Warm Weather, Woolies, and Words
Yesterday I visited my own blog to find a link for someone and realized it has been two weeks since I posted last. It takes our family at least a week to recuperate after one of Nathaniel's hospitalizations. Thanksgiving, recuperating, and now preparing for Christmas have all tumbled into each other and filled the empty crevices in each day.
Rich took off a couple hours early one Friday evening so we could go cut down our Christmas tree. With two of our older boys working retail, finding a time for this traditional family outing was tricky. I can't remember when we started going to this tree lot, but it has probably been around twenty years. It is one of my favorite Christmas moments.
Flu and cold season tends to find us hiding away from outings and crowds, but this year we have an additional motivation. We have made a decision regarding Nathaniel's airway surgery and scheduled it for February 8th in Cincinnati. (I will share more soon.) He needs to stay healthy between now and surgery. Rich and I trade off attending church, our small group, and running errands. Typically, I love snow and am anxious for it to arrive, but I am thankful for unseasonably warm weather that has allowed us to do some longer hikes together with Nathaniel.
My Christmas shopping is almost finished. The older children hit a few Black Friday specials for me, Rich and I have each gone out once individually, but we have accomplished most of our shopping online. One of our more unique purchases this year is two Icelandic sheepskins for our son, Andrew. (Don't worry - he has already received and opened them - no surprise ruined.) Andrew makes headstalls, spur straps, and chaps. He wants the sheepskins to make a pair of woolies - chaps with fleece on the outside for warmth. Buying two hides, the raw materials he will use to make himself something useful and valuable, brought me a great deal of pleasure. Rich and I do this sort of thing often - buy our children the raw materials or tools to make things. I wonder if those aren't the gifts treasured most. Perhaps because they come wrapped with the unspoken gifts of parental trust and optimism and belief in the child's skill and ability.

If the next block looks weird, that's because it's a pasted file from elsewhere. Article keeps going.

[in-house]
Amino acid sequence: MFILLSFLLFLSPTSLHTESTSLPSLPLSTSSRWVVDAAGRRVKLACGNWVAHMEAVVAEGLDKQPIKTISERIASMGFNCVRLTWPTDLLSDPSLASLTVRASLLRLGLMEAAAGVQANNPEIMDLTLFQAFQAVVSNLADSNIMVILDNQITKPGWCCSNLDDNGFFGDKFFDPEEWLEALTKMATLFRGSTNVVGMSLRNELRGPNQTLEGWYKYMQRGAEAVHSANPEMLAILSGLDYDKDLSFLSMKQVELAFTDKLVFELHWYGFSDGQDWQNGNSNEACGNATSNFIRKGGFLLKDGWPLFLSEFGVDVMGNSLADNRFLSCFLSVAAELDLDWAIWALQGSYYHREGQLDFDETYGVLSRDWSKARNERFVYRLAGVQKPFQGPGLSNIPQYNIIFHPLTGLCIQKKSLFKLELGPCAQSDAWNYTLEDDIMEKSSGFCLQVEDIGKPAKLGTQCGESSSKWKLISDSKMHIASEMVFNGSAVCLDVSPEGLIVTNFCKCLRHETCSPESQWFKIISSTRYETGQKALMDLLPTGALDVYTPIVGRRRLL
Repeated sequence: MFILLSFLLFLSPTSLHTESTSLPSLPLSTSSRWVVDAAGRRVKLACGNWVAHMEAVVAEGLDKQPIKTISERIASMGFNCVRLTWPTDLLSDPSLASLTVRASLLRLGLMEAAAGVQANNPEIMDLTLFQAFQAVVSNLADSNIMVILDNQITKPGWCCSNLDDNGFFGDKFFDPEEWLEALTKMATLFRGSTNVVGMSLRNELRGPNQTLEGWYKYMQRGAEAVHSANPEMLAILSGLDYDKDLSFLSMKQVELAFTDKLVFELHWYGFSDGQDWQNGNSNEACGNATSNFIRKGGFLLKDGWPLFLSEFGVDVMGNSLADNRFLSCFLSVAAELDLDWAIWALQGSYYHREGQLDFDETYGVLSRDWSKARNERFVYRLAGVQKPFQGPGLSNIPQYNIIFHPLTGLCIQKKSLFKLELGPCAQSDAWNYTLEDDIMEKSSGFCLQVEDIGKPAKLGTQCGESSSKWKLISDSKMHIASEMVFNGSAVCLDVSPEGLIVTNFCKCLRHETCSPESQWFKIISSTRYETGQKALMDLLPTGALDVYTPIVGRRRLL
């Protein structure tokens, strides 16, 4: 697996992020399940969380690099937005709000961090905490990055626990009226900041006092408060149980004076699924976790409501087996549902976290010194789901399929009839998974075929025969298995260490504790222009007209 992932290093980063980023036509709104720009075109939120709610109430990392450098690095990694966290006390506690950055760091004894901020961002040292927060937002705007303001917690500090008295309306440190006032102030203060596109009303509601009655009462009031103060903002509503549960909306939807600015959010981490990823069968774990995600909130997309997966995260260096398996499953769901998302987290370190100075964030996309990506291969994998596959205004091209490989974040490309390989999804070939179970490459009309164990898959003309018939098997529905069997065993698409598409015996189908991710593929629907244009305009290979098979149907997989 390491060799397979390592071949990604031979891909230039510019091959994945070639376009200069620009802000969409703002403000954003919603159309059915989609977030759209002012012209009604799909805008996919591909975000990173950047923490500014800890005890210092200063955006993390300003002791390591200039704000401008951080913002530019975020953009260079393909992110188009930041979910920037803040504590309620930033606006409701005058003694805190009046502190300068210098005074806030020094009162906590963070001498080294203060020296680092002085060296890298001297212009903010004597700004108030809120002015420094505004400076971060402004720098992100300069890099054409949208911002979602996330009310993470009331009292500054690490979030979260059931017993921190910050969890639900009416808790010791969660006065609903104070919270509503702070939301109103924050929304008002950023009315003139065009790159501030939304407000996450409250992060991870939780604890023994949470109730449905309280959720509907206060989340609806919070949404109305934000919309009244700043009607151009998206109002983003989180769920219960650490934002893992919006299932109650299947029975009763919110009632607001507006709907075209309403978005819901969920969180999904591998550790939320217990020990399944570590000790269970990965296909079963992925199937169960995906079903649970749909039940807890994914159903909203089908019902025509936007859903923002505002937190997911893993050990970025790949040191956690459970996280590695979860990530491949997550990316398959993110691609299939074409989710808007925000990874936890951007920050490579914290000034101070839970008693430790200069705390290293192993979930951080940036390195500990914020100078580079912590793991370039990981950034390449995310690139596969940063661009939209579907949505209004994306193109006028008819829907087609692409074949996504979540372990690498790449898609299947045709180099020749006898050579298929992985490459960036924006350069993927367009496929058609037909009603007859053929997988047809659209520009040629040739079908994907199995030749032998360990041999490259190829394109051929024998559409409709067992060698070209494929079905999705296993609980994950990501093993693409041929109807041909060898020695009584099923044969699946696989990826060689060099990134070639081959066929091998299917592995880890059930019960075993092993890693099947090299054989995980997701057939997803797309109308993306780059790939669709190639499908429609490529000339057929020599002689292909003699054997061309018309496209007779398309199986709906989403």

Buying the sheepskins for Andrew's woolies reminded me of working on communication with Nathaniel. I do both presuming competence in my children and abilities they have not yet shown me. I recently read a fantastic guide on presuming competence when working with children. While written for therapists and parents of autistic children, the principles apply in many situations. Sheepskins and words included.
"If we wrongly assume that a competent individual cannot learn and understand, and restrict her opportunities as a result, we’ve done her a great disservice. In contrast, suppose we assume that a person is competent, and we are incorrect. In that case, we may not have been efficient, but our effort and attention may still provide benefit to that person. In short, the presumption of competence is what researcher Anne Donnellan has called the “least dangerous assumption”: in the absence of absolute evidence, it is essential to choose the assumption that, if proven to be false, would be least dangerous to the individual."
As a momma of a son breaking colts and a son with a compromised airway, least dangerous sounds nice. Despite never having made woolies, I buy the hairy sheepskins assuming Andrew will succeed at making his new chaps. Any other assumption would do him a disservice and restrict his opportunity to learn and grow. Though he has never worked with a fleece before, he does not have to prove to me that he can handle the skins by making something small first. Here you go, son. Two waist to floor animal skins. Go. Have fun. I believe in you and your capacity to make something amazing, beautiful, and useful. Likewise, I presume competence when I open twenty new words in one day on Nathaniel's talker. A talker that is a dynamic device that he could use as an adult, not something small with just a couple choices. Here you go, son. Many more words. Go. Have fun. I believe in you and your aptitude to figure it out.
Perhaps one of the best gifts we give, whether at Christmas or any day, is to presume another individual's competence.